Wednesday, 6 May 2020

We have argued often enough on these pages that the German ruling class has never quite relinquished the insane fantasies of the Third Reich. It is too late now perhaps to do what the Allies should have done from this day, May 6, but in 1945! They should have followed the French and Italian partisans: rounded up all members of the Nazi German bourgeoisie, line them up against a wall, and blast every living cell out of their lousy carcasses until not one drop of blood was left in them. There is still time for us to do it, folks! The German bourgeoisie quite demonstrably still retains memories of past Nazi glory and the Lebensraum Traum (living-space dream) of ruling over the rest of Europe. Except that in the past they did it with armoured tanks and the Luftwaffe, the Wehrmacht, the SS, then the Gestapo. Now they wish to do it through monetary policy. 

As everyone ought to know by now, Germany was the major beneficiary of the establishment of the Euro. The German-Nazi ruling elites evidently knew that by fixing exchange rates with their main European (and world) trading partners, they would be able to crush them in industrial competition by fixing the Deutschemark at a level far inferior to its competitive productive advantage. Also, they would cripple the other EU economies by removing their major defence against German industry - devaluation of their currencies, the franc and the lira. And they would stop importing inflation from these countries through the devaluations - enabling them, the German industrial elites, to keep German wages well below where they should be.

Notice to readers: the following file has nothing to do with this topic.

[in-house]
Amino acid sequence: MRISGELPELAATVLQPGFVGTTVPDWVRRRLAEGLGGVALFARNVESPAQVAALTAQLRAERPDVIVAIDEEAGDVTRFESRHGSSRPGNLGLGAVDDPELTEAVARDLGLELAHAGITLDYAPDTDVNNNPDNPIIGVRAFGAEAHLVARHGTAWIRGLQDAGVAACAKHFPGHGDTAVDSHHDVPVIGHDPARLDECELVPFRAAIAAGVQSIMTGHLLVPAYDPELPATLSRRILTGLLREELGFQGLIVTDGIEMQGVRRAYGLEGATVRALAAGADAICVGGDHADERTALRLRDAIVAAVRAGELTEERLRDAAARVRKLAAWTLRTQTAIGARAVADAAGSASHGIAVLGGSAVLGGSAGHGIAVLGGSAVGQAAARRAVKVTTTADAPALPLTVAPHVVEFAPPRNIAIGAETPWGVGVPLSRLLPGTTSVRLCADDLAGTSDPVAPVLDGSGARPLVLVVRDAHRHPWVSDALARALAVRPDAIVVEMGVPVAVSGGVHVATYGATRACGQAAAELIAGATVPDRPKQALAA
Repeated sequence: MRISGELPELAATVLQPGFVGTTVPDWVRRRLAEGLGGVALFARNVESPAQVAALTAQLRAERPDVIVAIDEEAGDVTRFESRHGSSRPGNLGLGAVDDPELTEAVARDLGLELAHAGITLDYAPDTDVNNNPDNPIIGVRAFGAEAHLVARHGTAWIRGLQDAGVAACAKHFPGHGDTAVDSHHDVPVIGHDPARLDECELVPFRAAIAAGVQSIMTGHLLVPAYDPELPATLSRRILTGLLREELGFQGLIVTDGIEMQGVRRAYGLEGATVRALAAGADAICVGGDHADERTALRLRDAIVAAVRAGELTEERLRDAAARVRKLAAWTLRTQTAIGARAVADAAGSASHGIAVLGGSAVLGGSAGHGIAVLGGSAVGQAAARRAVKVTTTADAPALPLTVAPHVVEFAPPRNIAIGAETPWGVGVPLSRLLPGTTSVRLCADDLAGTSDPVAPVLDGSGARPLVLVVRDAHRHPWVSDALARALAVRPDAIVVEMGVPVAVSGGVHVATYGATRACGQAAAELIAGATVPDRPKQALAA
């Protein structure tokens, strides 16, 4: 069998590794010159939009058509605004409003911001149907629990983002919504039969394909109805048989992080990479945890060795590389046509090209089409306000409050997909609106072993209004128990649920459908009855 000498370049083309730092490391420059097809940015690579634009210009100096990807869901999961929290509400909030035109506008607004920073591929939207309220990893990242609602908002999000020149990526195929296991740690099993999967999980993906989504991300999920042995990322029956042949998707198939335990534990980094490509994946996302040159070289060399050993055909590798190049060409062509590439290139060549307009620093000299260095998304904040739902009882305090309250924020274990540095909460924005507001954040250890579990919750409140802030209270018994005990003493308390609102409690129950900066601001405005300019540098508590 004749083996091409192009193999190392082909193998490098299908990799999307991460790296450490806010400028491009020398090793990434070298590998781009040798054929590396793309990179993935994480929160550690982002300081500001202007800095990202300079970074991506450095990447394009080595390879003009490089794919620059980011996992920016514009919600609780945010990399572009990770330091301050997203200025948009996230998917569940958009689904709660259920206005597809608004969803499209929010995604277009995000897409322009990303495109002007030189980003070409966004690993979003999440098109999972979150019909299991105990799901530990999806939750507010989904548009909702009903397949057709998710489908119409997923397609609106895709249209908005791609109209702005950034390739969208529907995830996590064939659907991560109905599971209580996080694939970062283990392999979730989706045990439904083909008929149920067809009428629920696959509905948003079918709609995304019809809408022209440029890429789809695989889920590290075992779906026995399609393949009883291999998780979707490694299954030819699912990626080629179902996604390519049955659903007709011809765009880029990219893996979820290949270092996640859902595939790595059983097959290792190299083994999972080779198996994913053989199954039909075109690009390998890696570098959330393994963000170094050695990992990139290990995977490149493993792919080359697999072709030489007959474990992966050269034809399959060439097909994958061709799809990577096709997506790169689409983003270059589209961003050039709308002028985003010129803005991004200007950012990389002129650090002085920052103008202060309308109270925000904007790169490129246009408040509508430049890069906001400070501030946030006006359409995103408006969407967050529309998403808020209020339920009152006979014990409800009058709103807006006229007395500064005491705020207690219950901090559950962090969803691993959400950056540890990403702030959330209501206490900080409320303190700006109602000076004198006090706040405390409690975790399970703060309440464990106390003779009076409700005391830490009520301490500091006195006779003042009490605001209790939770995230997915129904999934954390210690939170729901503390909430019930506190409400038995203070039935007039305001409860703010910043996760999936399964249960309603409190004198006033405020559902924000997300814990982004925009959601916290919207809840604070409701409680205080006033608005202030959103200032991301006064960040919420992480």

It is time for us Europeans to call time on this and put a gun to these Nazi bastards' heads once and for all - even with the help of the US who anytime now will impose tariffs on German cars and drill a hole through the heart of German industry. These detestable Nazi leftovers must learn that either they choose to unite Europe, or else we will do what the Franco-Italian partisans should have done from May 6, 1945: shoot without cease the industrial leaders of Mercedes-Benz, Volkswagen, BMW, Porsche, BASF, Thyssen-Krupp, Siemens, Bayer - again, to repeat, until NO CELL IN THEIR VILE FILTHY BODIES IS LEFT ALIVE!


A misguided court judgment in Germany 
The ECB’s asset purchases are vital to the stability of the eurozone 
 By placing a disproportionate burden on the European Central Bank to act as saviour of the eurozone, the region’s political leaders are shirking their responsibilities 

On March 19 Christine Lagarde, the European Central Bank president, stated: “There are no limits to our commitment to the euro. We are determined to use the full potential of our tools, within our mandate.” Her unequivocal language was necessary to quash any doubts in financial markets that the ECB would pull out all the stops during the coronavirus pandemic to safeguard the eurozone’s future. In the light of Tuesday’s unhelpful ruling from Germany’s constitutional court on the central bank’s pre-pandemic asset purchases, it is more vital than ever that the ECB, supported by all 19 eurozone governments, should defend the scope for emergency action set out by Ms Lagarde. From its 2009 judgment on the EU’s Lisbon treaty to its latest ruling on the ECB’s unconventional monetary policy measures, the German court has surpassed all its eurozone peers in claiming the right to interpret European law as it sees fit.